A lot of my readers ask me about getting a website. I wanted to share an offer for web hosting that I personally can vouch for, because my site, cake-business.com is hosted there: 1and1.com. They are so confident you’ll love their services that you can try them free for one year.
I’ve mentioned both in my newsletter and on my blog, the importance of having a website for your business. As you probably know there are some great no-fee tools out there for creating sites including weebly.com and wix.com and many other platforms that make creating and maintaining a site so easy. These services enable you to get online easily without the expense. The downside to the no cost providers is that you don’t control the domain name and sometimes there are advertisements embedded in your site.
For those of you who are ready to move beyond the no cost web hosting providers in order to have your own domain name, this offer is running only for three days at 1and1.com.
The last time they ran this deal, I signed up and told many of my clients. Hosting Service is $0.00 for an entire year. If you want to keep your site after one year the cost is $4.99/month. ( a great price) I love this because there is no risk. You have a year to get a professional site up and running, get Google to start indexing your very own site, and see for yourself if the investment is worth it.
This opportunity also includes $75 dollars in vouchers for pay-per-click advertising on Google, Yahoo and CitySearch — a great way to try some advertising with no risk.
If you do sign up, drop me a line in the comments. I can post some tips on how to get the most out of your new website!
The offer is located on 1and1.com and is called the Home Plan. Remember, it only runs for three more days. (Monday Aug, 31)
If you’ve already set up a website at your own URL, I’d love to see it and I will post it to my blog.
Some friends of ours introduced us to this delicious caramel cake the other night as we celebrated their 10th anniversary. Check it out.
12 oz superfine sugar
½ teacup hot black coffee, or water
8½ oz plain flour
3 teaspoons baking powder
1 teaspoon salt
4 oz shortening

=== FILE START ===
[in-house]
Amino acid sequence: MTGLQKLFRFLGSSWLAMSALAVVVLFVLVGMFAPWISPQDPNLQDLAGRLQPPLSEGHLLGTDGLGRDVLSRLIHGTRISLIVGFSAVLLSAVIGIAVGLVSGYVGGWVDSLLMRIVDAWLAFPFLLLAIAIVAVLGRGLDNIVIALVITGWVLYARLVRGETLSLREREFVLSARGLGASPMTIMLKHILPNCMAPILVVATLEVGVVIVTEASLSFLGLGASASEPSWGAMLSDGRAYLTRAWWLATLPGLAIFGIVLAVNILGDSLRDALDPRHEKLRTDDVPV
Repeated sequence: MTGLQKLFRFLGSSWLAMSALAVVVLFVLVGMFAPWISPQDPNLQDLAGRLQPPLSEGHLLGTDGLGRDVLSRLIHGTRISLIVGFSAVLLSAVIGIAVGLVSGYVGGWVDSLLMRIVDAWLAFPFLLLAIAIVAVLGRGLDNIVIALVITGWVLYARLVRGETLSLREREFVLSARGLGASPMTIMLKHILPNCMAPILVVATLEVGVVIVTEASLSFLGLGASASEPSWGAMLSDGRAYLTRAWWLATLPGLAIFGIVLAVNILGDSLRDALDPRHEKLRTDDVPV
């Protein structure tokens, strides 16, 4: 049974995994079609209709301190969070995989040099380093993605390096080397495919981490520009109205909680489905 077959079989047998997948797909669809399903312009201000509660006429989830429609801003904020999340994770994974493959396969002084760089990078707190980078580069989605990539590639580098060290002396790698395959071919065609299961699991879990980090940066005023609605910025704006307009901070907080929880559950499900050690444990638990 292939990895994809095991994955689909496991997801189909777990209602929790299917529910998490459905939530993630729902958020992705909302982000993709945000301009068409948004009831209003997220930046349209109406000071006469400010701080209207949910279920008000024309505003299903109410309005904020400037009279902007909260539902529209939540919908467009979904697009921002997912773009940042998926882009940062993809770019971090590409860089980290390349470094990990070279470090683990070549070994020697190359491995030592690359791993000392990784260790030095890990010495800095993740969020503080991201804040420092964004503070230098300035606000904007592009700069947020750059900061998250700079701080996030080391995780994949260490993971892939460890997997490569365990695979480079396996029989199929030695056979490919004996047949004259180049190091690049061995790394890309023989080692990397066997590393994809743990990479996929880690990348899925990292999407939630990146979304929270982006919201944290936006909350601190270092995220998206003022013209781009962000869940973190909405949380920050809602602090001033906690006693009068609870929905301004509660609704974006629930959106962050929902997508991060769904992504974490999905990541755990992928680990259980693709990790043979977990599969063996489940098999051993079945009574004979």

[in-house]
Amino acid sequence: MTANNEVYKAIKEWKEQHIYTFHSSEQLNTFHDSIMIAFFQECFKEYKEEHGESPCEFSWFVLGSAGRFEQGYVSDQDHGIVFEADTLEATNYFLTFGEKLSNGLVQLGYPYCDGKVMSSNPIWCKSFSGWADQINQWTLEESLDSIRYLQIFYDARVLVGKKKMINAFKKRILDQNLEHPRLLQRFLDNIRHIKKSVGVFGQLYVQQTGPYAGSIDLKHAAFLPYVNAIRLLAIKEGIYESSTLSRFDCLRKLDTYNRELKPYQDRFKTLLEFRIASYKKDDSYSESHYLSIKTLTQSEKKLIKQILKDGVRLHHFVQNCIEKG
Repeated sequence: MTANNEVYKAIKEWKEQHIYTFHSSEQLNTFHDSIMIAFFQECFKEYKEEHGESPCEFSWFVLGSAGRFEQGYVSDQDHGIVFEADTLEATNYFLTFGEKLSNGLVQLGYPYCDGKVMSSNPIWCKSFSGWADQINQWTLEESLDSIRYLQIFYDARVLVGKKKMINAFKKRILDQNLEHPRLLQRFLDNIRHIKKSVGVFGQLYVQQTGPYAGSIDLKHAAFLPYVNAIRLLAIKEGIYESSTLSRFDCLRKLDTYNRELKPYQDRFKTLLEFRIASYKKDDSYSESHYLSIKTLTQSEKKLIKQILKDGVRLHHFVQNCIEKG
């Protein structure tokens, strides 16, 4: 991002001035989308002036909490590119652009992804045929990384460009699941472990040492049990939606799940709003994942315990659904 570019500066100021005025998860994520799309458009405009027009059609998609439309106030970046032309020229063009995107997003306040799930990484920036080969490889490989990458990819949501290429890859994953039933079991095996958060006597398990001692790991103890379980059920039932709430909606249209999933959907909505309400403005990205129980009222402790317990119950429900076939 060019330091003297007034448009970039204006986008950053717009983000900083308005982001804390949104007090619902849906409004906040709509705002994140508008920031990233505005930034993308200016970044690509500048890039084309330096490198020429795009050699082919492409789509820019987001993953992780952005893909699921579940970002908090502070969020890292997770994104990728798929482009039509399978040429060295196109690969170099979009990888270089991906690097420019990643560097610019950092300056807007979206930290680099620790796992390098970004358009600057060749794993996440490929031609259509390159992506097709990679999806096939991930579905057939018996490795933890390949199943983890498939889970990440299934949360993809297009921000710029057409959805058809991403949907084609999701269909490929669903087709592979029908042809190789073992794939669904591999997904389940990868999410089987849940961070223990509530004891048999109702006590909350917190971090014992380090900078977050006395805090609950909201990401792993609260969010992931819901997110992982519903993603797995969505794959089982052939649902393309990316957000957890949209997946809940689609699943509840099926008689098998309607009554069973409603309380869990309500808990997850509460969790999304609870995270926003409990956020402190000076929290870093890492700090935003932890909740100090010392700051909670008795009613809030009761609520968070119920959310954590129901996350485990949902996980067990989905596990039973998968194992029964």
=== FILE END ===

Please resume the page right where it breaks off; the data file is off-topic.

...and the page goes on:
2 eggs (well beaten)
Two 9-inch diameter cake pans
Preheat oven to 350° F .
Place 4 oz of the superfine sugar in a small, heavy saucepan, dissolve over gentle heat without stirring and boil steadily to a rich brown caramel. Slowly add the hot coffee or water and stir over low heat until all the lumps are dissolved. Pour this mixture into a measuring cup, leave to cool and add cold water until it equals 7½ fl oz.
Sift the flour with the baking powder and salt and set aside. Soften the shortening and beat in the remaining sugar; add the eggs, a little at a time, and beat thoroughly until light and fluffy. Stir in the flour alternately with the caramel mixture and then pour into the prepared tins. Bake for about 25-30 minutes or until cooked.
When the cake is cool, sandwich the halves, and coat, with Caramel Icing:
Easy Caramel Icing
1 1/2 cups brown sugar, packed
1/4 cup milk
2 tablespoons butter
1 teaspoon vanilla
In a saucepan, combine brown sugar, milk, and butter. Stirring constantly; bring to a boil and boil for 3 minutes. Remove from heat and add vanilla. Let cool to lukewarm. Beat until creamy and thick enough to spread. If too thick, add a little more milk or a small amount of cream.
Why is cake cutting a CRITICAL issue for brides and cake decorators alike? Simple. If the cake is cut wrong (slices too BIG) there may not be enough cake. The bride is angry and the cake decorator gets the blame — bad for business!This is a classic problem that happens more often than you might think. Cake decorators should always provide strict cake cutting instructions so that there are no mistakes and enough cake for everyone.
Slices should be as uniform in size as possible; usually 1” x 2” x 4”. Four inches represents the height of the two?layer tier. The slicing can be done in straight lines or in circles. Continue reading How to Cut (slice) a Wedding Cake.
Is it even possible? I love Red Velvet cake and for a few years now, it has been all the rage in small bakeries, cupcake bakeries, restaraunts, cafes. Unfortunately, certain members of our family are allergic to artificial color–particularly red, and so we never make Red Velvet cake. I’ver read other blogs about alternatives such as beet juice or all-natural dyes, but have never seen someone report back their success when attempted. In particular, it would be great to see a picture of a red velvet cake without the 2 or more ounces of red dye. Anyone have experience with this or any other all-natural coloring?
There was an article in the New York Times in February 2007 (registration required) about the origins and trendiness of Red Velvet. link